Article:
by Armand Baltazar
Published by Katherine Tegen Books
October 10, 2017
624 Pages • ISBN 978-0062402363 • Hardcover
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For fans of Rick Riordan and Brian Selznick, author-artist Armand Baltazar introduces Timeless: Diego and the Rangers of the Vastlantic, the first in a new science fiction/fantasy series that explores a world painted new by the Time Collision. Integrating art and text, this epic and cinematic adventure features more than 150 full-color illustrations.
You’ve never seen Earth like this before: continents reshaped, oceans re-formed, cities rebuilt, and mountains sculpted anew. Dinosaurs roam the plains alongside herds of buffalo, and giant robots navigate the same waters as steam-powered ships.
This is the world Diego Ribera was born into. The past, present, and future coexisting together. In New Chicago, Diego’s middle school hallways buzz with kids from all eras of history and from cultures all over the world. The pieces do not always fit together neatly, but this is the world he loves.
There are those, however, who do not share his affection. On his thirteenth birthday, Diego learns of a special gift he has within, a secret that is part of something much bigger—something he cannot understand. When his father, New Chicago’s top engineer, is taken by the Aeternum, Diego must rescue him and prevent this evil group from disrupting the fragile peace humanity has forged.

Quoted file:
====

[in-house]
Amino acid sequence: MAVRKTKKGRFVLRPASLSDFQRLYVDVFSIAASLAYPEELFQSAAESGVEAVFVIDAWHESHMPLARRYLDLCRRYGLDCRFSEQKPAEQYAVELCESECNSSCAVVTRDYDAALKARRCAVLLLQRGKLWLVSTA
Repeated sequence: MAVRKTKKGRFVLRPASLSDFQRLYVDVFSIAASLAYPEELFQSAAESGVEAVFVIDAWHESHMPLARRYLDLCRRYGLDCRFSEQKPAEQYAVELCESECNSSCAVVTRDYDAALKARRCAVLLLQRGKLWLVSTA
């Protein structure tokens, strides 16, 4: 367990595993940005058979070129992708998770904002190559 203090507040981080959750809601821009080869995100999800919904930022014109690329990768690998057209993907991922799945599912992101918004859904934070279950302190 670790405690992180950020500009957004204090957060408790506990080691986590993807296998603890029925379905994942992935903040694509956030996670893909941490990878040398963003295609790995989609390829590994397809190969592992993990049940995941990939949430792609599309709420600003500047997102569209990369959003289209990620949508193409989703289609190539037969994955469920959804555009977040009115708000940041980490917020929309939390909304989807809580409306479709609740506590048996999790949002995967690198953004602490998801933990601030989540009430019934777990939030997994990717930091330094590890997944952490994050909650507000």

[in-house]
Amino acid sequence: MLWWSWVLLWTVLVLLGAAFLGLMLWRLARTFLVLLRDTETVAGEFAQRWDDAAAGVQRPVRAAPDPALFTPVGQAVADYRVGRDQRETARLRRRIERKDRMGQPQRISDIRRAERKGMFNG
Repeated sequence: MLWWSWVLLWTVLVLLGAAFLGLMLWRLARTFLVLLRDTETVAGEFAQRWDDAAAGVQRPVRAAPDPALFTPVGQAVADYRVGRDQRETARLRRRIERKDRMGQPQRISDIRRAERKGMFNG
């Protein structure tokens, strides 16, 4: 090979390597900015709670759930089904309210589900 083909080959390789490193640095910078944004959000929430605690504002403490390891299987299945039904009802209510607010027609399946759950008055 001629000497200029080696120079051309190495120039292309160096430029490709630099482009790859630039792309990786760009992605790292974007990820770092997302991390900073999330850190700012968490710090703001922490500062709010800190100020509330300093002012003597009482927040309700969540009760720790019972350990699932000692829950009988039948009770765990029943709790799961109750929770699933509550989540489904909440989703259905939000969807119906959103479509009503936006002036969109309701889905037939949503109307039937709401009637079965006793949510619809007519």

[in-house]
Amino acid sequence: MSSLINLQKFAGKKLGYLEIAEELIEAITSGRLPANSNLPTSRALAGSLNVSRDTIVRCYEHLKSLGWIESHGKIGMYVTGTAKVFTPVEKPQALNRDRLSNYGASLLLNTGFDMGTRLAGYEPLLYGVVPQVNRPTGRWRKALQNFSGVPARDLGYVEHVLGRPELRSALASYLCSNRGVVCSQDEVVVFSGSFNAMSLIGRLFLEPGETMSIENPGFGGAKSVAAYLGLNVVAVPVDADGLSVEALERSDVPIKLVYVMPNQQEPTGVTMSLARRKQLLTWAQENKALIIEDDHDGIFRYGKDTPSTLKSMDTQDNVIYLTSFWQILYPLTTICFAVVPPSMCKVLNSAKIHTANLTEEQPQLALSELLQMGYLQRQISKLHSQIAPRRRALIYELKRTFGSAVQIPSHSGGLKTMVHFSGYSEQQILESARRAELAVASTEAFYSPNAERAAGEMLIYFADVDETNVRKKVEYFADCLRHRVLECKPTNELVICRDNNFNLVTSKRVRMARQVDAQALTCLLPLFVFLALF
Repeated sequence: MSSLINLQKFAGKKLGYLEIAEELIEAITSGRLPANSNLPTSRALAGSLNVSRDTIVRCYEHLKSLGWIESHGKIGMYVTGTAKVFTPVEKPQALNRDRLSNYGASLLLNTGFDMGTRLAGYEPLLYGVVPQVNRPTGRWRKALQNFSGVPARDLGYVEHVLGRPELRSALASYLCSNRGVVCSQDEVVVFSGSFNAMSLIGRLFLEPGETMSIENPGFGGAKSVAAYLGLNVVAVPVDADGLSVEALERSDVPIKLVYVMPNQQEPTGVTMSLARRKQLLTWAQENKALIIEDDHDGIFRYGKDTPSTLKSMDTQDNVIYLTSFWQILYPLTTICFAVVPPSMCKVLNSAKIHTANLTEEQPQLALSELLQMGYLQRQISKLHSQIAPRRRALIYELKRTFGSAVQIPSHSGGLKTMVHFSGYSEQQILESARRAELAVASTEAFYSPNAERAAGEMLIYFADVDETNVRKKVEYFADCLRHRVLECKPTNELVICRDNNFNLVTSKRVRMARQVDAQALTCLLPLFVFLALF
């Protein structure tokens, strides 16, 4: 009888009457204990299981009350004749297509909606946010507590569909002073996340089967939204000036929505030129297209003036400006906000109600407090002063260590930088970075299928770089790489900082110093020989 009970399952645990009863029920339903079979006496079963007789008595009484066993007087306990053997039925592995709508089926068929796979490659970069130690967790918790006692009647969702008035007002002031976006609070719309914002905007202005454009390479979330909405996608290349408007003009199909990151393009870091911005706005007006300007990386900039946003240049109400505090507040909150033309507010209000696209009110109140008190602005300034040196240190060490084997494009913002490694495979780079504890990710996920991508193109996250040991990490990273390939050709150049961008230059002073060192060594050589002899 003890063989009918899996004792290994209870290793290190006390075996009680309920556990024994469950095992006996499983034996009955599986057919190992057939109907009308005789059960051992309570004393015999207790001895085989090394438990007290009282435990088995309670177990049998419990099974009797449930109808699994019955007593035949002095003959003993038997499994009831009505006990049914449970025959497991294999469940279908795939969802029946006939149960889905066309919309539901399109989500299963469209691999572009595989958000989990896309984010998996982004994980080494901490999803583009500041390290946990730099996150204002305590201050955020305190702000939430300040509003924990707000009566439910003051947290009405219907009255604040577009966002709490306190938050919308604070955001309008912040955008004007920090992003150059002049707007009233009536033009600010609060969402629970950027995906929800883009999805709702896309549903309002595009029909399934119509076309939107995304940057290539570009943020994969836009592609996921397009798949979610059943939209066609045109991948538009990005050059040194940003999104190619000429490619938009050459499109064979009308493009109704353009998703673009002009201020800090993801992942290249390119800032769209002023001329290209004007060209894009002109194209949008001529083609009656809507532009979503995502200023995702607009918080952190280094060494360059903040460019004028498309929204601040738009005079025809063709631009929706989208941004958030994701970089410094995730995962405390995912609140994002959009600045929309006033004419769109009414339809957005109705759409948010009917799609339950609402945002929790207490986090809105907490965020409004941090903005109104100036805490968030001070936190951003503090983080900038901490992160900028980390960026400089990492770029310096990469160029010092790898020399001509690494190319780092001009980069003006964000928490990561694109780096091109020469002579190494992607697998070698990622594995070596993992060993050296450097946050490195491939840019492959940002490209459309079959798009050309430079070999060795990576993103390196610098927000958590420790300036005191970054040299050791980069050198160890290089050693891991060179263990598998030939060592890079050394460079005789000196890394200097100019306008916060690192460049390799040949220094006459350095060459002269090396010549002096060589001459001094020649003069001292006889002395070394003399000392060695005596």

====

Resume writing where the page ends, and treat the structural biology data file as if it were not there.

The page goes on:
Armand Baltazar's Timeless: Diego and the Rangers of the Vastlantic is a vividly imaginative tale that covers so many great story points that in my opinion, it defies to be categorized into one genre. With elements of time travel mixed with robots, dinosaurs, steampunkery, and pirates, characters from the past, present, and future, this book has a little bit of everything. The action grabs you fairly quickly and never really lets up, yet it doesn't feel overly done. Baltazar keeps the pace exciting, but not at the expense of his characters' development. While it did seem that the kids went very quickly from not knowing one another and not necessarily liking one another to a fairly tight knit group, beyond that they seemed like fully fleshed out characters by the end of the book.
The star of this book is the artwork. While the ARC provided black and white illustrations only, even these are breathtaking in their scope, and I can hardly wait to see what the full color package is going to look like. I'm sure it is going to be mesmerizing.
Baltazar has created quite the unique piece of literature/art and I'm thoroughly looking forward to what his imagination cooks up in the future.
I received a printed ARC of this book from the publisher for a fair and honest review.